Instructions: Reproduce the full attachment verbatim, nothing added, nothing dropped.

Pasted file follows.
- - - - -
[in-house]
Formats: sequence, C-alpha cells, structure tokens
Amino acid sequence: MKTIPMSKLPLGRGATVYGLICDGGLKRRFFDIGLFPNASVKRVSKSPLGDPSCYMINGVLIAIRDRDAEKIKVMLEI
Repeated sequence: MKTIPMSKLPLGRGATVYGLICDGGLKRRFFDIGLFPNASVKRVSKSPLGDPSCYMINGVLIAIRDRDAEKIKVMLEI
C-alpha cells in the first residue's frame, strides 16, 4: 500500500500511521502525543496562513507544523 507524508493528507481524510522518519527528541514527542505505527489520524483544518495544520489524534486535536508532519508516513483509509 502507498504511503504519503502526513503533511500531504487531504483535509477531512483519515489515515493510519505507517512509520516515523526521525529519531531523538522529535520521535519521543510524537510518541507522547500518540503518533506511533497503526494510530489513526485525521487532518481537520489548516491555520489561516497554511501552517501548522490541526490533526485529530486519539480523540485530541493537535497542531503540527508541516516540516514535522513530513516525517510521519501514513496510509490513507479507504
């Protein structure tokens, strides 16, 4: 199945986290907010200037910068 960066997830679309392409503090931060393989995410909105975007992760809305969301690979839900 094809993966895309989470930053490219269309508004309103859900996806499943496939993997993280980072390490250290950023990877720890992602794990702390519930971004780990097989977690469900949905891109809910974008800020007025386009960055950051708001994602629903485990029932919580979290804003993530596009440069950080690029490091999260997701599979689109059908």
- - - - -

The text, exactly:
[in-house]
Formats: sequence, C-alpha cells, structure tokens
Amino acid sequence: MKTIPMSKLPLGRGATVYGLICDGGLKRRFFDIGLFPNASVKRVSKSPLGDPSCYMINGVLIAIRDRDAEKIKVMLEI
Repeated sequence: MKTIPMSKLPLGRGATVYGLICDGGLKRRFFDIGLFPNASVKRVSKSPLGDPSCYMINGVLIAIRDRDAEKIKVMLEI
C-alpha cells in the first residue's frame, strides 16, 4: 500500500500511521502525543496562513507544523 507524508493528507481524510522518519527528541514527542505505527489520524483544518495544520489524534486535536508532519508516513483509509 502507498504511503504519503502526513503533511500531504487531504483535509477531512483519515489515515493510519505507517512509520516515523526521525529519531531523538522529535520521535519521543510524537510518541507522547500518540503518533506511533497503526494510530489513526485525521487532518481537520489548516491555520489561516497554511501552517501548522490541526490533526485529530486519539480523540485530541493537535497542531503540527508541516516540516514535522513530513516525517510521519501514513496510509490513507479507504
């Protein structure tokens, strides 16, 4: 199945986290907010200037910068 960066997830679309392409503090931060393989995410909105975007992760809305969301690979839900 094809993966895309989470930053490219269309508004309103859900996806499943496939993997993280980072390490250290950023990877720890992602794990702390519930971004780990097989977690469900949905891109809910974008800020007025386009960055950051708001994602629903485990029932919580979290804003993530596009440069950080690029490091999260997701599979689109059908």